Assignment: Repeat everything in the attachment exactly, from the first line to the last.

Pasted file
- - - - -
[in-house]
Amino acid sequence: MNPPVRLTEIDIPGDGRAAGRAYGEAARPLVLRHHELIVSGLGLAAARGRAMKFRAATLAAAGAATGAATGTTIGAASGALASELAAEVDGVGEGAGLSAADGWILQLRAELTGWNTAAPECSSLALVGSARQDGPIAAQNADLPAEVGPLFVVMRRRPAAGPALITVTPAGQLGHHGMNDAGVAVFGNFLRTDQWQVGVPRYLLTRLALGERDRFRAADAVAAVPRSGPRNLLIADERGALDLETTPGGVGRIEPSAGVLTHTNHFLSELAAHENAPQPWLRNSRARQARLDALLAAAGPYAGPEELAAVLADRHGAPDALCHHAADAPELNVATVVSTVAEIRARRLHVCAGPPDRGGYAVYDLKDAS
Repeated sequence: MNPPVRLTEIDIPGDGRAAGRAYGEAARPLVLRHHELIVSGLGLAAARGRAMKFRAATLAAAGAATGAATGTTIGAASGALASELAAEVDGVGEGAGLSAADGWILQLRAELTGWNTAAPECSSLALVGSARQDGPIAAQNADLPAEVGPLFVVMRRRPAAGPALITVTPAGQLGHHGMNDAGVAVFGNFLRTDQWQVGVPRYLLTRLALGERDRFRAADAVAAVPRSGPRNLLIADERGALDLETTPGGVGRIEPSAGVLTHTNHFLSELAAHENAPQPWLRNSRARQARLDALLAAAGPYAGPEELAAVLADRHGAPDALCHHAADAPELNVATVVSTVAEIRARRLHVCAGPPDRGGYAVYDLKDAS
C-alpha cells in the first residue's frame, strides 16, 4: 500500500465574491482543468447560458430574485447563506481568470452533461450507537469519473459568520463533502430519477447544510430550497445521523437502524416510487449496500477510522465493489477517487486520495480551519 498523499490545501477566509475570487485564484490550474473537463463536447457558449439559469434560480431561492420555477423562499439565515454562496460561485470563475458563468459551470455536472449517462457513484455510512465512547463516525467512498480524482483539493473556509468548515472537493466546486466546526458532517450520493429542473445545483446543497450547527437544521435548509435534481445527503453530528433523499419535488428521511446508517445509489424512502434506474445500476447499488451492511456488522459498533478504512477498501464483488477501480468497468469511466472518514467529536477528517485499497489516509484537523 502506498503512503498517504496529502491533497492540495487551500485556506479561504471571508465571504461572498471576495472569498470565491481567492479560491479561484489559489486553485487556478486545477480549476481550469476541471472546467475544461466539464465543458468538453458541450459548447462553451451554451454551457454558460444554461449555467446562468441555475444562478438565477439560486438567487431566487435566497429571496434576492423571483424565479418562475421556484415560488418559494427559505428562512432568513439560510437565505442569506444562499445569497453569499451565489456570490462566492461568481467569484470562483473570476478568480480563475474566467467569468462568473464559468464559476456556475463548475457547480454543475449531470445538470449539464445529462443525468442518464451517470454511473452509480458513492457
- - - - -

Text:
[in-house]
Amino acid sequence: MNPPVRLTEIDIPGDGRAAGRAYGEAARPLVLRHHELIVSGLGLAAARGRAMKFRAATLAAAGAATGAATGTTIGAASGALASELAAEVDGVGEGAGLSAADGWILQLRAELTGWNTAAPECSSLALVGSARQDGPIAAQNADLPAEVGPLFVVMRRRPAAGPALITVTPAGQLGHHGMNDAGVAVFGNFLRTDQWQVGVPRYLLTRLALGERDRFRAADAVAAVPRSGPRNLLIADERGALDLETTPGGVGRIEPSAGVLTHTNHFLSELAAHENAPQPWLRNSRARQARLDALLAAAGPYAGPEELAAVLADRHGAPDALCHHAADAPELNVATVVSTVAEIRARRLHVCAGPPDRGGYAVYDLKDAS
Repeated sequence: MNPPVRLTEIDIPGDGRAAGRAYGEAARPLVLRHHELIVSGLGLAAARGRAMKFRAATLAAAGAATGAATGTTIGAASGALASELAAEVDGVGEGAGLSAADGWILQLRAELTGWNTAAPECSSLALVGSARQDGPIAAQNADLPAEVGPLFVVMRRRPAAGPALITVTPAGQLGHHGMNDAGVAVFGNFLRTDQWQVGVPRYLLTRLALGERDRFRAADAVAAVPRSGPRNLLIADERGALDLETTPGGVGRIEPSAGVLTHTNHFLSELAAHENAPQPWLRNSRARQARLDALLAAAGPYAGPEELAAVLADRHGAPDALCHHAADAPELNVATVVSTVAEIRARRLHVCAGPPDRGGYAVYDLKDAS
C-alpha cells in the first residue's frame, strides 16, 4: 500500500465574491482543468447560458430574485447563506481568470452533461450507537469519473459568520463533502430519477447544510430550497445521523437502524416510487449496500477510522465493489477517487486520495480551519 498523499490545501477566509475570487485564484490550474473537463463536447457558449439559469434560480431561492420555477423562499439565515454562496460561485470563475458563468459551470455536472449517462457513484455510512465512547463516525467512498480524482483539493473556509468548515472537493466546486466546526458532517450520493429542473445545483446543497450547527437544521435548509435534481445527503453530528433523499419535488428521511446508517445509489424512502434506474445500476447499488451492511456488522459498533478504512477498501464483488477501480468497468469511466472518514467529536477528517485499497489516509484537523 502506498503512503498517504496529502491533497492540495487551500485556506479561504471571508465571504461572498471576495472569498470565491481567492479560491479561484489559489486553485487556478486545477480549476481550469476541471472546467475544461466539464465543458468538453458541450459548447462553451451554451454551457454558460444554461449555467446562468441555475444562478438565477439560486438567487431566487435566497429571496434576492423571483424565479418562475421556484415560488418559494427559505428562512432568513439560510437565505442569506444562499445569497453569499451565489456570490462566492461568481467569484470562483473570476478568480480563475474566467467569468462568473464559468464559476456556475463548475457547480454543475449531470445538470449539464445529462443525468442518464451517470454511473452509480458513492457